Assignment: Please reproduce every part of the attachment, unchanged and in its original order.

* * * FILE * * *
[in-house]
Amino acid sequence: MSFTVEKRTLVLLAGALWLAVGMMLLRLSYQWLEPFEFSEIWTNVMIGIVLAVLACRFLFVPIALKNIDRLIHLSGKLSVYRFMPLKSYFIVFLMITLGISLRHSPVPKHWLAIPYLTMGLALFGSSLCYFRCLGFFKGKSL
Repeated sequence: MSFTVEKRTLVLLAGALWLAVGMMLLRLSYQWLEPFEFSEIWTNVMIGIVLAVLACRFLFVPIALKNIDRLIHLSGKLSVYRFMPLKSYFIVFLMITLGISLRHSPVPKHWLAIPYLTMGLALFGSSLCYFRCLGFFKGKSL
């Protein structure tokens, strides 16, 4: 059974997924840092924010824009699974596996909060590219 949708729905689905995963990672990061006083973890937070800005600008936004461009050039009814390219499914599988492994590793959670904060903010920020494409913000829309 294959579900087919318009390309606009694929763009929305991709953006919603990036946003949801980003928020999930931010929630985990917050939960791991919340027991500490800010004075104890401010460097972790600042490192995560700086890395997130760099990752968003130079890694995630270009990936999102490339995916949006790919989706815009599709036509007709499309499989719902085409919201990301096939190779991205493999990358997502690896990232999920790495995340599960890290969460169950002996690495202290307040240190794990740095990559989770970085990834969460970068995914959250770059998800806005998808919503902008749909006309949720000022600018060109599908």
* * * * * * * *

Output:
[in-house]
Amino acid sequence: MSFTVEKRTLVLLAGALWLAVGMMLLRLSYQWLEPFEFSEIWTNVMIGIVLAVLACRFLFVPIALKNIDRLIHLSGKLSVYRFMPLKSYFIVFLMITLGISLRHSPVPKHWLAIPYLTMGLALFGSSLCYFRCLGFFKGKSL
Repeated sequence: MSFTVEKRTLVLLAGALWLAVGMMLLRLSYQWLEPFEFSEIWTNVMIGIVLAVLACRFLFVPIALKNIDRLIHLSGKLSVYRFMPLKSYFIVFLMITLGISLRHSPVPKHWLAIPYLTMGLALFGSSLCYFRCLGFFKGKSL
């Protein structure tokens, strides 16, 4: 059974997924840092924010824009699974596996909060590219 949708729905689905995963990672990061006083973890937070800005600008936004461009050039009814390219499914599988492994590793959670904060903010920020494409913000829309 294959579900087919318009390309606009694929763009929305991709953006919603990036946003949801980003928020999930931010929630985990917050939960791991919340027991500490800010004075104890401010460097972790600042490192995560700086890395997130760099990752968003130079890694995630270009990936999102490339995916949006790919989706815009599709036509007709499309499989719902085409919201990301096939190779991205493999990358997502690896990232999920790495995340599960890290969460169950002996690495202290307040240190794990740095990559989770970085990834969460970068995914959250770059998800806005998808919503902008749909006309949720000022600018060109599908």